April 6, 1976.
Appeal from the Circuit Court, Dade County, James W. Kehoe, J.
Varon, Stahl Kay, Hollywood, for appellants.
Robert L. Shevin, Atty. Gen. and Ira Loewy, Asst. Atty. Gen., and Steven D. Ginsburg, Legal Intern, for appellee.
Before PEARSON, HAVERFIELD and NATHAN, JJ.
An information was filed charging Stephen Joseph Maruca, Joseph Nunze Marrow and Harry Williams Roth in Count One with conspiracy to commit breaking and entering a building and grand larceny; in Count II with attempted breaking and entering a building; and in Count III with possession of burglary tools. The defendants were tried without a jury and found guilty as charged on all counts of the information. Each defendant was sentenced to concurrent five year terms in the state penitentiary on each of the three counts.
The evidence showed that on January 15, 1975, at approximately 8:15 p.m., Glen Lehman, a North Miami Beach fireman, while returning from a call, observed two men standing at the door of a closed and darkened stamp and coin store located in the area of 163rd Street and 18th Court, "doing something with the lock." He observed a third man "standing down the street just a little ways from the doorway, you know, looking around just walking a little bit and looking in different directions." Lehman stopped by the North Miami Beach police station to report the possibility that the men were breaking in. He identified the three men as all wearing jackets and he stated that one of the men was white, but he was unable to see whether the other two were white or black. The police put out a BOLO (be on the lookout) call and within minutes, Officer Washa arrived at the scene. He stopped the three defendants, who were wearing jackets, near the stamp store and asked what they were doing. They claimed to be walking around the block. Officer St. Germain arrived shortly thereafter and asked the three men to wait while Officer Washa checked the building. The building check revealed that one of the locks on the stamp store door was missing and that part of it was on the ground. A screwdriver was found near the broken lock. Officer St. Germain, who had been standing with the three men, had found a vice grip which was apparently dropped by Marrow. St. Germain then proceeded to pat down Marrow to see if he had a weapon, and found a radio scanner tuned to the North Miami Beach Police frequency. There was also a pair of golf gloves in Marrow's pocket. Later, when the police searched the cars driven to the area by Marrow and Roth, alleged burglary tools were discovered in both cars.
The defendants moved to suppress the evidence seized as a result of the searches of their persons and of the cars. Following a lengthy hearing, the motion was denied, the cause proceeded to a non-jury trial and all three defendants were found guilty, convicted and sentenced.
The thrust of their appeal is that the trial court erred in denying their motion to suppress because without a description of the alleged attempted burglars, there was no probable cause to arrest these three defendants. If there was no probable cause, then the arrest was illegal, the body search was illegal and the evidence seized therefrom should be suppressed.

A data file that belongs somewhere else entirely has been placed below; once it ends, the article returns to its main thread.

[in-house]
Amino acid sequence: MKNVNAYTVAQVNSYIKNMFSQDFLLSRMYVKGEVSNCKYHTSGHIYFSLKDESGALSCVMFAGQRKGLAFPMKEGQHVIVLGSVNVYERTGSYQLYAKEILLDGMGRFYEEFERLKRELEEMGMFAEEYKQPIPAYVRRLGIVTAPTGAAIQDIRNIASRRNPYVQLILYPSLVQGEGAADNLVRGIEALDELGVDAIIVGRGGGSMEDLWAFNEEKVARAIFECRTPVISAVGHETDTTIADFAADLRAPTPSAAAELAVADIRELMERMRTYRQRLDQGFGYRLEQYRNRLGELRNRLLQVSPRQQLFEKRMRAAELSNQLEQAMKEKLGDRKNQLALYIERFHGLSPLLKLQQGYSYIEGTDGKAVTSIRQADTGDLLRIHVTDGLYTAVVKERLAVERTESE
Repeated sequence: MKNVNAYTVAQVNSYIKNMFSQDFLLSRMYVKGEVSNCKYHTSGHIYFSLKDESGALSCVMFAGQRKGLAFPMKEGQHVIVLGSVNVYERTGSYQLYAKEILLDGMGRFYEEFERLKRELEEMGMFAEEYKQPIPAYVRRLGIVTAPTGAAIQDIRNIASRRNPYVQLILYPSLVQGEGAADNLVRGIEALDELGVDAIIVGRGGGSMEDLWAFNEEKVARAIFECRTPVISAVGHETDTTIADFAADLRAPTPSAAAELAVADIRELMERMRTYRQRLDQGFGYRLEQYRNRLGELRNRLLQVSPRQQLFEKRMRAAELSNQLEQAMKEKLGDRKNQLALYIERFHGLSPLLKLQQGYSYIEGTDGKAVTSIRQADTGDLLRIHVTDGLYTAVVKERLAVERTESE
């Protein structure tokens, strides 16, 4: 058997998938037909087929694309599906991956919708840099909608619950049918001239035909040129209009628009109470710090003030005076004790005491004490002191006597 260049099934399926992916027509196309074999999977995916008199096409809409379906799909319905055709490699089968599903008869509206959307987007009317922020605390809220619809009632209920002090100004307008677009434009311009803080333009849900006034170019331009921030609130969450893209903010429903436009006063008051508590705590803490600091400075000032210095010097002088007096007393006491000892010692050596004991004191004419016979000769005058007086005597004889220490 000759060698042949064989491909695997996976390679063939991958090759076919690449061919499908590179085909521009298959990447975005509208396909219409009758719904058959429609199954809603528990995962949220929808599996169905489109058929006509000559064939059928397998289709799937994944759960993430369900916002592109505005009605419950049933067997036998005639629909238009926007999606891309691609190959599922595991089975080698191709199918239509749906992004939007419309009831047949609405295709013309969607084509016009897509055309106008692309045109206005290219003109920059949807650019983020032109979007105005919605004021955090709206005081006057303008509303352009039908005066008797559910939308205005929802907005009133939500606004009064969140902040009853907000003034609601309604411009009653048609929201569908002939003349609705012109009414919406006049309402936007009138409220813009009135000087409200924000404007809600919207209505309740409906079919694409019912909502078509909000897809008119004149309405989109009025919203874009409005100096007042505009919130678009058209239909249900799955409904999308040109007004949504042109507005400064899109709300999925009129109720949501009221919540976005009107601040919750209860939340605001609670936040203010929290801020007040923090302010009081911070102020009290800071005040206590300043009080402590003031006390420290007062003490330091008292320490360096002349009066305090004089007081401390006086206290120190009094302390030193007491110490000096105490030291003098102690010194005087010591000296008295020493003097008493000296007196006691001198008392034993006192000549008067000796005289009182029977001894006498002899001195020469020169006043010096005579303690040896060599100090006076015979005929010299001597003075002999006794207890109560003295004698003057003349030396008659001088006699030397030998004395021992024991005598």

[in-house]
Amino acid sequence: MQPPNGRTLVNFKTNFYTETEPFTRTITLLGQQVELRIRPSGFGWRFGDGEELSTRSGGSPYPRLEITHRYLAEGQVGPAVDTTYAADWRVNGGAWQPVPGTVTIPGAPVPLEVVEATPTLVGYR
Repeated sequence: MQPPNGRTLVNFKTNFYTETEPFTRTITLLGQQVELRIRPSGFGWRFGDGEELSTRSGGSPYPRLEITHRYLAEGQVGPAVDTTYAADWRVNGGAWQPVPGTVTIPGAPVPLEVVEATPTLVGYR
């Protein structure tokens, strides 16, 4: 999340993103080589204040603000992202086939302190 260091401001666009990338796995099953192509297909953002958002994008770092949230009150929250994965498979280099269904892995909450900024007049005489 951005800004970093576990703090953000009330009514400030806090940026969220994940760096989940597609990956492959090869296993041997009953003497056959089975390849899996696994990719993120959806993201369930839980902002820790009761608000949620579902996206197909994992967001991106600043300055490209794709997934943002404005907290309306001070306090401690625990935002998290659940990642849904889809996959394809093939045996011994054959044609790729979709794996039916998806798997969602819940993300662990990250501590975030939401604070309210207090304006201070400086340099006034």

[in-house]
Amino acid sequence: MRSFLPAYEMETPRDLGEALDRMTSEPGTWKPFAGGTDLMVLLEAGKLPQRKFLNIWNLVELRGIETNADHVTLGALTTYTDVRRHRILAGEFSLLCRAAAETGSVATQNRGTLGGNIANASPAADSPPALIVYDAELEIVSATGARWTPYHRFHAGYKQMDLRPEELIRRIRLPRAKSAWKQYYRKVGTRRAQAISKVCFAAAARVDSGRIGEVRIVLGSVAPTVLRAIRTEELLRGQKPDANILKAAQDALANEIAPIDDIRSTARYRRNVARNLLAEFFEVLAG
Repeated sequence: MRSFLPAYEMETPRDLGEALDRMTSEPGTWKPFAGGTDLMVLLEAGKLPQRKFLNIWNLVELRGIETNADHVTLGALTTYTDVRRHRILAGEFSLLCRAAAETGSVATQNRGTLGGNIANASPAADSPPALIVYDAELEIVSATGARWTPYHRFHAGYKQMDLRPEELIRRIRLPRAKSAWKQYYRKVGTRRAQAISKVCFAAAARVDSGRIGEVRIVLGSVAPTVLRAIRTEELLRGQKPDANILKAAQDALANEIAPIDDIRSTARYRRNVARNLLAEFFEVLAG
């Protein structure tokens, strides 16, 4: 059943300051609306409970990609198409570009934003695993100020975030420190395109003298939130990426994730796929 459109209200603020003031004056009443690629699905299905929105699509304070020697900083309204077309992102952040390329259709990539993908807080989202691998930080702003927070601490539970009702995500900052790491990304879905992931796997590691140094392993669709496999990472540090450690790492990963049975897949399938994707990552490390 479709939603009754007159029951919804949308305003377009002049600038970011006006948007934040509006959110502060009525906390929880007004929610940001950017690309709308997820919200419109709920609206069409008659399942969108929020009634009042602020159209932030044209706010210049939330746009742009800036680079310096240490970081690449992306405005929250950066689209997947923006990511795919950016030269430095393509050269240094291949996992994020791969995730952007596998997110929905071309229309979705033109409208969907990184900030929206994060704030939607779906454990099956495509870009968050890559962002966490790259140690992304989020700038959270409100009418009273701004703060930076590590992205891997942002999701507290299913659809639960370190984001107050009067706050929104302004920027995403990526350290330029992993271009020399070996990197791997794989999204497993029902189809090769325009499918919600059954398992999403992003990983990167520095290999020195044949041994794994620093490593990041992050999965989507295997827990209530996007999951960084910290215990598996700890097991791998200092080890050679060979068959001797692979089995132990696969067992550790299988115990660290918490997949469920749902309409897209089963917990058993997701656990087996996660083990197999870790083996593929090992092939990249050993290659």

As stated in United States v. Rias, 5th Cir. 1975, 524 F.2d 118, 120-121:
"The courts have recognized the right of a police officer to stop and detain an individual under certain circumstances. E.g., Adams v. Williams, 407 U.S. 143, 92 S.Ct. 1921, 32 L.Ed.2d 612 (1972); Terry v. Ohio, 392 U.S. 1, 88 S.Ct. 1868, 20 L.Ed.2d 889 (1968); United States v. McCann, 465 F.2d 147 (5th Cir. 1972), cert. denied sub nom., Kelly v. United States, 412 U.S. 927, 93 S.Ct. 2747, 37 L.Ed.2d 154 (1973). The circumstances required to justify such action, however, must be sufficient to enable a police officer reasonably to suspect that the particular individual is involved in criminal activity. United States v. McCann, supra, at 158; see Terry v. Ohio, supra, 392 U.S. at 30, 88 S.Ct. 1868, 20 L.Ed.2d at 911. In Adams, the Court stated: `A brief stop of a suspicious individual, in order to determine his identity or to maintain the status quo momentarily while obtaining more information, may be most reasonable in light of the facts known to the officer at the time.' 407 U.S. at 146, 92 S.Ct. at 1923, 32 L.Ed.2d at 617. . . ."
In our opinion, the facts known to the officers at the time Officer Washa stopped the defendants and St. Germain arrived on the scene, were sufficient to warrant the conclusion that these three men were involved in criminal activity. Compare the facts sub judice with those in United States v. Rias, supra.
Thus, with grounds sufficient for suspicion, the officers had cause to stop the men. Therefore, the search was legal and the fruits thereof were not subject to a motion to suppress. Wong Sun v. United States, 371 U.S. 471, 83 S.Ct. 407, 9 L.Ed.2d 441. Accordingly, the convictions are affirmed.
The remaining points on appeal will not be discussed as they are without merit.